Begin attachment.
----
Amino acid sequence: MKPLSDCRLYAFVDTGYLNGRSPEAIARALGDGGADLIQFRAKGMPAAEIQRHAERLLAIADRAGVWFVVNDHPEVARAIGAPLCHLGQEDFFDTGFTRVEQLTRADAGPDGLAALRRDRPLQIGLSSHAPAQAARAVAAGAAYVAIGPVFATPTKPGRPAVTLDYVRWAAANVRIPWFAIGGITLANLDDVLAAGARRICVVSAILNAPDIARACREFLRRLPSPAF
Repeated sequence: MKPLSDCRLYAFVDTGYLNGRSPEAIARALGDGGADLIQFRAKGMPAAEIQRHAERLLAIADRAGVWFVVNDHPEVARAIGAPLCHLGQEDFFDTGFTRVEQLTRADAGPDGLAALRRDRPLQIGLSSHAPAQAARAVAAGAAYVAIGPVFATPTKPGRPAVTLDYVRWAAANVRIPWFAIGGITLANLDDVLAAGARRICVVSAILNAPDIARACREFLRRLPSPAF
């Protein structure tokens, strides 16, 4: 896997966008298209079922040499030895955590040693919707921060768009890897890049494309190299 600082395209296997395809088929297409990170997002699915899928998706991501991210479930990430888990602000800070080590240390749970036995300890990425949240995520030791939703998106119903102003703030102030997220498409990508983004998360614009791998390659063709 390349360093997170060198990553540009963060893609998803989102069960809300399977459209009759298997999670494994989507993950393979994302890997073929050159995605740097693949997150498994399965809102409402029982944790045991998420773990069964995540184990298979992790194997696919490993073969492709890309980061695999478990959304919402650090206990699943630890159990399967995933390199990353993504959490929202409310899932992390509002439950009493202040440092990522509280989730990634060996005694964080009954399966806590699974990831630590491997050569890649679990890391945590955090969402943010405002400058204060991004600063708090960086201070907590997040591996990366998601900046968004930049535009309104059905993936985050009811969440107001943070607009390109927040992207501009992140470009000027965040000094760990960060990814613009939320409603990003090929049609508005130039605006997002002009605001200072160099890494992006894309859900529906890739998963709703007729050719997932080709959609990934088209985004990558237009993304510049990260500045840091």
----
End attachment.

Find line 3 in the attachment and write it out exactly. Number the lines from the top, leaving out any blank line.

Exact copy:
């Protein structure tokens, strides 16, 4: 896997966008298209079922040499030895955590040693919707921060768009890897890049494309190299 600082395209296997395809088929297409990170997002699915899928998706991501991210479930990430888990602000800070080590240390749970036995300890990425949240995520030791939703998106119903102003703030102030997220498409990508983004998360614009791998390659063709 390349360093997170060198990553540009963060893609998803989102069960809300399977459209009759298997999670494994989507993950393979994302890997073929050159995605740097693949997150498994399965809102409402029982944790045991998420773990069964995540184990298979992790194997696919490993073969492709890309980061695999478990959304919402650090206990699943630890159990399967995933390199990353993504959490929202409310899932992390509002439950009493202040440092990522509280989730990634060996005694964080009954399966806590699974990831630590491997050569890649679990890391945590955090969402943010405002400058204060991004600063708090960086201070907590997040591996990366998601900046968004930049535009309104059905993936985050009811969440107001943070607009390109927040992207501009992140470009000027965040000094760990960060990814613009939320409603990003090929049609508005130039605006997002002009605001200072160099890494992006894309859900529906890739998963709703007729050719997932080709959609990934088209985004990558237009993304510049990260500045840091």